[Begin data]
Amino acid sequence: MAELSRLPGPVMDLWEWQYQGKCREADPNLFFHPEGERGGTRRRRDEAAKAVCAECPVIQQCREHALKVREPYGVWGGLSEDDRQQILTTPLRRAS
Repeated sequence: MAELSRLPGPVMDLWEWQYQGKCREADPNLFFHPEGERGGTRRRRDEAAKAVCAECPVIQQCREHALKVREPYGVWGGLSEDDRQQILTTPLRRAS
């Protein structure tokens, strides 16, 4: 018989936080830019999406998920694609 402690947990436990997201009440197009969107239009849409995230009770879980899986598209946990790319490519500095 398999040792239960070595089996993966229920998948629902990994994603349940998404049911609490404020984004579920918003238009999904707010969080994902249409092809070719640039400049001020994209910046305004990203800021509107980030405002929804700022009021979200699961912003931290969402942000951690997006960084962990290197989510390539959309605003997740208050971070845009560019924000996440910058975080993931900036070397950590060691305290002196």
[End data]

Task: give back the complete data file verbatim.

Amino acid sequence: MAELSRLPGPVMDLWEWQYQGKCREADPNLFFHPEGERGGTRRRRDEAAKAVCAECPVIQQCREHALKVREPYGVWGGLSEDDRQQILTTPLRRAS
Repeated sequence: MAELSRLPGPVMDLWEWQYQGKCREADPNLFFHPEGERGGTRRRRDEAAKAVCAECPVIQQCREHALKVREPYGVWGGLSEDDRQQILTTPLRRAS
């Protein structure tokens, strides 16, 4: 018989936080830019999406998920694609 402690947990436990997201009440197009969107239009849409995230009770879980899986598209946990790319490519500095 398999040792239960070595089996993966229920998948629902990994994603349940998404049911609490404020984004579920918003238009999904707010969080994902249409092809070719640039400049001020994209910046305004990203800021509107980030405002929804700022009021979200699961912003931290969402942000951690997006960084962990290197989510390539959309605003997740208050971070845009560019924000996440910058975080993931900036070397950590060691305290002196």